Dr. Willie “Wicky” B. Moseley, Dec. 24, 2015, Greenwood, S.C. Moseley practiced psychiatry for 30 years. As a Wofford student he was senior editor of the Old Gold and Black student newspaper and a brother in the Delta Sigma Phi social fraternity.


David “Terry” Harned, Nov. 28, 2015, Rockford, Ill. Harned worked for Co-Lin Metals Inc. for more than 30 years. He was a sports enthusiast who particularly loved golf, bowling and tennis.


Thomas Bouchier Armstrong Jr., Feb. 5, 2016, Spartanburg, S.C. Armstrong spent 30 years as a pharmacist at Smith’s Drugs. He was a 29-year member and two-time president of the R&B Shag Club of Spartanburg.


Van T. Hill, Dec. 15, 2015, Charlotte, N.C. Hill’s Sigma Nu fraternity brothers remained among his closest friends throughout his life. He worked in textiles, real estate and as the facilities manager at Christ Episcopal Church. He taught bridge to beginners and loved experiencing good food and new restaurants.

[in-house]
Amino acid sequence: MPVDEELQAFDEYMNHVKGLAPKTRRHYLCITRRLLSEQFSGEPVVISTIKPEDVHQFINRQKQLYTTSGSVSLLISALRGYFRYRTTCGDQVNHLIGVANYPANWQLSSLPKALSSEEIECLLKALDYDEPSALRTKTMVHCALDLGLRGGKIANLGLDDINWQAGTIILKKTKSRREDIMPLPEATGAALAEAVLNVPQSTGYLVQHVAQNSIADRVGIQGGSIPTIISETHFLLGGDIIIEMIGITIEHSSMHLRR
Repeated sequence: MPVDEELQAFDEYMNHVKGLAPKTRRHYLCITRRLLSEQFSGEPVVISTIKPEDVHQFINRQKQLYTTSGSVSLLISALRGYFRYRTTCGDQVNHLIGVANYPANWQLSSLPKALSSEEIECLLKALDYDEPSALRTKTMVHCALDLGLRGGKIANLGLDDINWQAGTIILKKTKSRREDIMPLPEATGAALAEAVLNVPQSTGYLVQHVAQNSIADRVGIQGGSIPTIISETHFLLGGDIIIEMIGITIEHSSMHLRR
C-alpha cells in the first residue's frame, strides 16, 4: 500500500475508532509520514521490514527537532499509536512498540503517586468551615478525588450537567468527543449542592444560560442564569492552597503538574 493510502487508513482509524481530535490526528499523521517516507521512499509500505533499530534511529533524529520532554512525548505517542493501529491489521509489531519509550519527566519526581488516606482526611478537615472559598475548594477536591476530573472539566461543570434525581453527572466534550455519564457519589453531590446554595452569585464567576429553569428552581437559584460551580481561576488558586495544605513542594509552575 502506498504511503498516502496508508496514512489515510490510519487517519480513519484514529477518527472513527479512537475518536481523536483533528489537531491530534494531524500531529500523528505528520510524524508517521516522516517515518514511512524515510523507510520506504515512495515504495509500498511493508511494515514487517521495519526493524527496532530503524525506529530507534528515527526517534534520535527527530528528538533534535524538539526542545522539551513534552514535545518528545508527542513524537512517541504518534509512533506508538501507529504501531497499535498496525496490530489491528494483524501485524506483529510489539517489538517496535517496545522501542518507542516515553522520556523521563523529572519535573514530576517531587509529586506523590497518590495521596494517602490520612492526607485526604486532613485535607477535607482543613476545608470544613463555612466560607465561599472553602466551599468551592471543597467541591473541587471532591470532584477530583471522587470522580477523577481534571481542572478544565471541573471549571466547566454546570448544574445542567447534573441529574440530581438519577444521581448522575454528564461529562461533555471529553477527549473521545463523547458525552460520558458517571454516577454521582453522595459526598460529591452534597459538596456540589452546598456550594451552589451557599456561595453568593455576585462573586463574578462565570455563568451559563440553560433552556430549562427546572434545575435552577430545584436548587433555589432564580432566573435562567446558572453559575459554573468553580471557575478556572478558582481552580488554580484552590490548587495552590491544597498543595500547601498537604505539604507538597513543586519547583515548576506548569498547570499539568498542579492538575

Robert Benedict “Roben” Eleazer III, Feb. 6, 2016, Due West, S.C. Eleazer worked in sales with Milliken & Co. and BEST Inc. He was an avid outdoorsman who loved to sail, hunt, travel, scuba dive and fly fish.


George Roberts Sperling, Jan. 4, 2016, Shelby, N.C. Sperling worked in the family business at Loy’s Men Shop and later in real estate property management and as a substitute teacher.


Mark Grey Raines, Dec. 6, 2015, Florence, S.C. Raines was the owner and operator of Raines Hospitality Inc. He enjoyed driving short-track late model stock cars and took great pride in his racing win in the Southeast Division Championship in 1990. 


Zachary Bayard Maddox, Jan. 19, 2016, Spartanburg, S.C. Maddox was a teacher at Spartanburg High School for 19 years. A true Renaissance man, he loved teaching, playing the drums, yoga, books, music, movies, the Tour de France, Manchester United and engaging with the world by challenging himself and others.